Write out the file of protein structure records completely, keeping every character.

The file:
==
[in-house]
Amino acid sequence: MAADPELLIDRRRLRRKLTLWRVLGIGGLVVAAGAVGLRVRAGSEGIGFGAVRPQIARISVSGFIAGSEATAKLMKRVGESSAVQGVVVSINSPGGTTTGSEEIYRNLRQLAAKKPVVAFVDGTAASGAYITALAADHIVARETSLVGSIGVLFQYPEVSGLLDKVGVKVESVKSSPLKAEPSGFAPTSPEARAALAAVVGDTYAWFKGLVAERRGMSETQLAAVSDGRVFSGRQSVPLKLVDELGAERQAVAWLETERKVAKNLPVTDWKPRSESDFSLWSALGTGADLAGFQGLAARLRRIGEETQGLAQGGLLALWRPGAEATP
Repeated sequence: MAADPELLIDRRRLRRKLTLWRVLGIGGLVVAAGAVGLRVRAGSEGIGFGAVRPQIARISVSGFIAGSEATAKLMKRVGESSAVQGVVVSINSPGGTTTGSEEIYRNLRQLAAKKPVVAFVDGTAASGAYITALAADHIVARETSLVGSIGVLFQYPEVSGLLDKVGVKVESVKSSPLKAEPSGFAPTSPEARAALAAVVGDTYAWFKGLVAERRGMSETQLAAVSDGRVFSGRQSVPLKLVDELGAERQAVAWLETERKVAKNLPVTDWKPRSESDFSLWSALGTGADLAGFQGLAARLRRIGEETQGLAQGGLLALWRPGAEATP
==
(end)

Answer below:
[in-house]
Amino acid sequence: MAADPELLIDRRRLRRKLTLWRVLGIGGLVVAAGAVGLRVRAGSEGIGFGAVRPQIARISVSGFIAGSEATAKLMKRVGESSAVQGVVVSINSPGGTTTGSEEIYRNLRQLAAKKPVVAFVDGTAASGAYITALAADHIVARETSLVGSIGVLFQYPEVSGLLDKVGVKVESVKSSPLKAEPSGFAPTSPEARAALAAVVGDTYAWFKGLVAERRGMSETQLAAVSDGRVFSGRQSVPLKLVDELGAERQAVAWLETERKVAKNLPVTDWKPRSESDFSLWSALGTGADLAGFQGLAARLRRIGEETQGLAQGGLLALWRPGAEATP
Repeated sequence: MAADPELLIDRRRLRRKLTLWRVLGIGGLVVAAGAVGLRVRAGSEGIGFGAVRPQIARISVSGFIAGSEATAKLMKRVGESSAVQGVVVSINSPGGTTTGSEEIYRNLRQLAAKKPVVAFVDGTAASGAYITALAADHIVARETSLVGSIGVLFQYPEVSGLLDKVGVKVESVKSSPLKAEPSGFAPTSPEARAALAAVVGDTYAWFKGLVAERRGMSETQLAAVSDGRVFSGRQSVPLKLVDELGAERQAVAWLETERKVAKNLPVTDWKPRSESDFSLWSALGTGADLAGFQGLAARLRRIGEETQGLAQGGLLALWRPGAEATP